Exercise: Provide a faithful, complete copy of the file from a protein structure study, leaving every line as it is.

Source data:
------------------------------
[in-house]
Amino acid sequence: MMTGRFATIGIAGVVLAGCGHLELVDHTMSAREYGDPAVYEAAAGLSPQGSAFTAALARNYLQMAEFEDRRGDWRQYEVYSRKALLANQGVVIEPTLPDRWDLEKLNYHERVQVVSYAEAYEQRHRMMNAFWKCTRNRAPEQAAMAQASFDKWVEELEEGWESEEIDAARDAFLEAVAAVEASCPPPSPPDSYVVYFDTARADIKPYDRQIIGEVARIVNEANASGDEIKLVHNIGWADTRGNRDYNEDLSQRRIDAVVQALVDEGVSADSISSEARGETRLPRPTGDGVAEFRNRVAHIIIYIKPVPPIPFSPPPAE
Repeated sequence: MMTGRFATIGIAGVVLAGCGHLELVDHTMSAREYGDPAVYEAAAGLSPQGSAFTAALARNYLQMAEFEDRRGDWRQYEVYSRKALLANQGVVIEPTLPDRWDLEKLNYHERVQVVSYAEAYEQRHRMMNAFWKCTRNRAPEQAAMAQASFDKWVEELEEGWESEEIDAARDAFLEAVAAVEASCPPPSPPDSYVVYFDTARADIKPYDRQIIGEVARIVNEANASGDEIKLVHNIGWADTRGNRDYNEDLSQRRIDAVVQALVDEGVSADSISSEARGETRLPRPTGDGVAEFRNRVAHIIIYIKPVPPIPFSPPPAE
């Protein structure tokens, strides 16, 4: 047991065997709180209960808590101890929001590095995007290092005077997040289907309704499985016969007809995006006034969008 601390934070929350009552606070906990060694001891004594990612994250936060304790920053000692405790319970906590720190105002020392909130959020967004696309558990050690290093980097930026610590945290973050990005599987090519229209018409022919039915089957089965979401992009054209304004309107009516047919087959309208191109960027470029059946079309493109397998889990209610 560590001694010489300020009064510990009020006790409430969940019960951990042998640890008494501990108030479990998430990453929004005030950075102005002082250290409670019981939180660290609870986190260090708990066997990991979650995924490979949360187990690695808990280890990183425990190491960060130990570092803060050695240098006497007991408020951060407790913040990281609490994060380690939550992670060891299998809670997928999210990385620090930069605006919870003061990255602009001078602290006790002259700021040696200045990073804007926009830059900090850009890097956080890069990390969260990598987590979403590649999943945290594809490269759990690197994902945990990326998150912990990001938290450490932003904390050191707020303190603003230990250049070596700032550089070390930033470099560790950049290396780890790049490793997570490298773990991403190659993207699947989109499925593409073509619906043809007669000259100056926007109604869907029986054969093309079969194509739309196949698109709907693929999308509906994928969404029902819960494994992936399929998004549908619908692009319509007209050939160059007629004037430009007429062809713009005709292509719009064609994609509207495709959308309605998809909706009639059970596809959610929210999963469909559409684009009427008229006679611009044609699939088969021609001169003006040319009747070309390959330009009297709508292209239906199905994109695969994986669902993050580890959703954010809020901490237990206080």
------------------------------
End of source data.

[in-house]
Amino acid sequence: MMTGRFATIGIAGVVLAGCGHLELVDHTMSAREYGDPAVYEAAAGLSPQGSAFTAALARNYLQMAEFEDRRGDWRQYEVYSRKALLANQGVVIEPTLPDRWDLEKLNYHERVQVVSYAEAYEQRHRMMNAFWKCTRNRAPEQAAMAQASFDKWVEELEEGWESEEIDAARDAFLEAVAAVEASCPPPSPPDSYVVYFDTARADIKPYDRQIIGEVARIVNEANASGDEIKLVHNIGWADTRGNRDYNEDLSQRRIDAVVQALVDEGVSADSISSEARGETRLPRPTGDGVAEFRNRVAHIIIYIKPVPPIPFSPPPAE
Repeated sequence: MMTGRFATIGIAGVVLAGCGHLELVDHTMSAREYGDPAVYEAAAGLSPQGSAFTAALARNYLQMAEFEDRRGDWRQYEVYSRKALLANQGVVIEPTLPDRWDLEKLNYHERVQVVSYAEAYEQRHRMMNAFWKCTRNRAPEQAAMAQASFDKWVEELEEGWESEEIDAARDAFLEAVAAVEASCPPPSPPDSYVVYFDTARADIKPYDRQIIGEVARIVNEANASGDEIKLVHNIGWADTRGNRDYNEDLSQRRIDAVVQALVDEGVSADSISSEARGETRLPRPTGDGVAEFRNRVAHIIIYIKPVPPIPFSPPPAE
């Protein structure tokens, strides 16, 4: 047991065997709180209960808590101890929001590095995007290092005077997040289907309704499985016969007809995006006034969008 601390934070929350009552606070906990060694001891004594990612994250936060304790920053000692405790319970906590720190105002020392909130959020967004696309558990050690290093980097930026610590945290973050990005599987090519229209018409022919039915089957089965979401992009054209304004309107009516047919087959309208191109960027470029059946079309493109397998889990209610 560590001694010489300020009064510990009020006790409430969940019960951990042998640890008494501990108030479990998430990453929004005030950075102005002082250290409670019981939180660290609870986190260090708990066997990991979650995924490979949360187990690695808990280890990183425990190491960060130990570092803060050695240098006497007991408020951060407790913040990281609490994060380690939550992670060891299998809670997928999210990385620090930069605006919870003061990255602009001078602290006790002259700021040696200045990073804007926009830059900090850009890097956080890069990390969260990598987590979403590649999943945290594809490269759990690197994902945990990326998150912990990001938290450490932003904390050191707020303190603003230990250049070596700032550089070390930033470099560790950049290396780890790049490793997570490298773990991403190659993207699947989109499925593409073509619906043809007669000259100056926007109604869907029986054969093309079969194509739309196949698109709907693929999308509906994928969404029902819960494994992936399929998004549908619908692009319509007209050939160059007629004037430009007429062809713009005709292509719009064609994609509207495709959308309605998809909706009639059970596809959610929210999963469909559409684009009427008229006679611009044609699939088969021609001169003006040319009747070309390959330009009297709508292209239906199905994109695969994986669902993050580890959703954010809020901490237990206080």